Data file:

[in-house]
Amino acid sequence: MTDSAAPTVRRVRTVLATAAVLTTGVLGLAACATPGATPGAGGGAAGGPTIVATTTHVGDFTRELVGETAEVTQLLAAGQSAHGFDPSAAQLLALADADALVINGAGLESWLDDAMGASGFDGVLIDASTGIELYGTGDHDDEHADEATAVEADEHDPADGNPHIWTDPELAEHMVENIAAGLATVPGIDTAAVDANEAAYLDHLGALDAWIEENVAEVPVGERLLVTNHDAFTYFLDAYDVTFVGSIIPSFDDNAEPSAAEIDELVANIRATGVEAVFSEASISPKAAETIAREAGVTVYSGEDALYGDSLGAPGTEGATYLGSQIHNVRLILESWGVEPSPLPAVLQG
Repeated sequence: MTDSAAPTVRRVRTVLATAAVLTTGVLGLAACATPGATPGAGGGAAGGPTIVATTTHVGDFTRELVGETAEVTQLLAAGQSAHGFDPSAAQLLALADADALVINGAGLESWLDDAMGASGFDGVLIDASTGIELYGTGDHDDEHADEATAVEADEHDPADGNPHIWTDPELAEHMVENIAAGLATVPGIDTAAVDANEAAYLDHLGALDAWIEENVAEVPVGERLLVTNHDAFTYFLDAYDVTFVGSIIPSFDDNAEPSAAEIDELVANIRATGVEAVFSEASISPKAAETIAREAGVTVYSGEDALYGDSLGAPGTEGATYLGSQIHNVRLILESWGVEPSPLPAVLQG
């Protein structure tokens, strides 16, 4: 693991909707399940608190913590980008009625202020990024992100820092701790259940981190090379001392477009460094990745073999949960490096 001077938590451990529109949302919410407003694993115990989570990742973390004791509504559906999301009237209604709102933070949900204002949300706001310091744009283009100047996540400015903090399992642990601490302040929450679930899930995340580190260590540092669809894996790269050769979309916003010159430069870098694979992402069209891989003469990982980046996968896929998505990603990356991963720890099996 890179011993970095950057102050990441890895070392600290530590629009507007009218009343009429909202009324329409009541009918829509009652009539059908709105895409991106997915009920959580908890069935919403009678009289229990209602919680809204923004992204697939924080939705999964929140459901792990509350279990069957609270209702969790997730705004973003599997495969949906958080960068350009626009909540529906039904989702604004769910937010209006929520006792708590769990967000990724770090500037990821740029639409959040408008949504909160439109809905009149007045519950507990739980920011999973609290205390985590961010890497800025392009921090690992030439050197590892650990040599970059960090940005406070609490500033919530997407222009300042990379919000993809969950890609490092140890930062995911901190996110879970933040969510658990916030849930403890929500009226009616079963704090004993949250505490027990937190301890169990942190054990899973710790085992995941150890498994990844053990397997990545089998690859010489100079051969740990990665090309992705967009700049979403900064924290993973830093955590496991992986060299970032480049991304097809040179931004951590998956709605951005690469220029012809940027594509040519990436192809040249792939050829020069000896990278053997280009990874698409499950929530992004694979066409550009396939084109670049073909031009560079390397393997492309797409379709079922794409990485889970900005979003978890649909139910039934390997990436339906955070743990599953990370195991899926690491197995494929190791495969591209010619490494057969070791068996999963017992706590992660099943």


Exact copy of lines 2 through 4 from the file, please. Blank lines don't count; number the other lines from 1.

Amino acid sequence: MTDSAAPTVRRVRTVLATAAVLTTGVLGLAACATPGATPGAGGGAAGGPTIVATTTHVGDFTRELVGETAEVTQLLAAGQSAHGFDPSAAQLLALADADALVINGAGLESWLDDAMGASGFDGVLIDASTGIELYGTGDHDDEHADEATAVEADEHDPADGNPHIWTDPELAEHMVENIAAGLATVPGIDTAAVDANEAAYLDHLGALDAWIEENVAEVPVGERLLVTNHDAFTYFLDAYDVTFVGSIIPSFDDNAEPSAAEIDELVANIRATGVEAVFSEASISPKAAETIAREAGVTVYSGEDALYGDSLGAPGTEGATYLGSQIHNVRLILESWGVEPSPLPAVLQG
Repeated sequence: MTDSAAPTVRRVRTVLATAAVLTTGVLGLAACATPGATPGAGGGAAGGPTIVATTTHVGDFTRELVGETAEVTQLLAAGQSAHGFDPSAAQLLALADADALVINGAGLESWLDDAMGASGFDGVLIDASTGIELYGTGDHDDEHADEATAVEADEHDPADGNPHIWTDPELAEHMVENIAAGLATVPGIDTAAVDANEAAYLDHLGALDAWIEENVAEVPVGERLLVTNHDAFTYFLDAYDVTFVGSIIPSFDDNAEPSAAEIDELVANIRATGVEAVFSEASISPKAAETIAREAGVTVYSGEDALYGDSLGAPGTEGATYLGSQIHNVRLILESWGVEPSPLPAVLQG
């Protein structure tokens, strides 16, 4: 693991909707399940608190913590980008009625202020990024992100820092701790259940981190090379001392477009460094990745073999949960490096 001077938590451990529109949302919410407003694993115990989570990742973390004791509504559906999301009237209604709102933070949900204002949300706001310091744009283009100047996540400015903090399992642990601490302040929450679930899930995340580190260590540092669809894996790269050769979309916003010159430069870098694979992402069209891989003469990982980046996968896929998505990603990356991963720890099996 890179011993970095950057102050990441890895070392600290530590629009507007009218009343009429909202009324329409009541009918829509009652009539059908709105895409991106997915009920959580908890069935919403009678009289229990209602919680809204923004992204697939924080939705999964929140459901792990509350279990069957609270209702969790997730705004973003599997495969949906958080960068350009626009909540529906039904989702604004769910937010209006929520006792708590769990967000990724770090500037990821740029639409959040408008949504909160439109809905009149007045519950507990739980920011999973609290205390985590961010890497800025392009921090690992030439050197590892650990040599970059960090940005406070609490500033919530997407222009300042990379919000993809969950890609490092140890930062995911901190996110879970933040969510658990916030849930403890929500009226009616079963704090004993949250505490027990937190301890169990942190054990899973710790085992995941150890498994990844053990397997990545089998690859010489100079051969740990990665090309992705967009700049979403900064924290993973830093955590496991992986060299970032480049991304097809040179931004951590998956709605951005690469220029012809940027594509040519990436192809040249792939050829020069000896990278053997280009990874698409499950929530992004694979066409550009396939084109670049073909031009560079390397393997492309797409379709079922794409990485889970900005979003978890649909139910039934390997990436339906955070743990599953990370195991899926690491197995494929190791495969591209010619490494057969070791068996999963017992706590992660099943």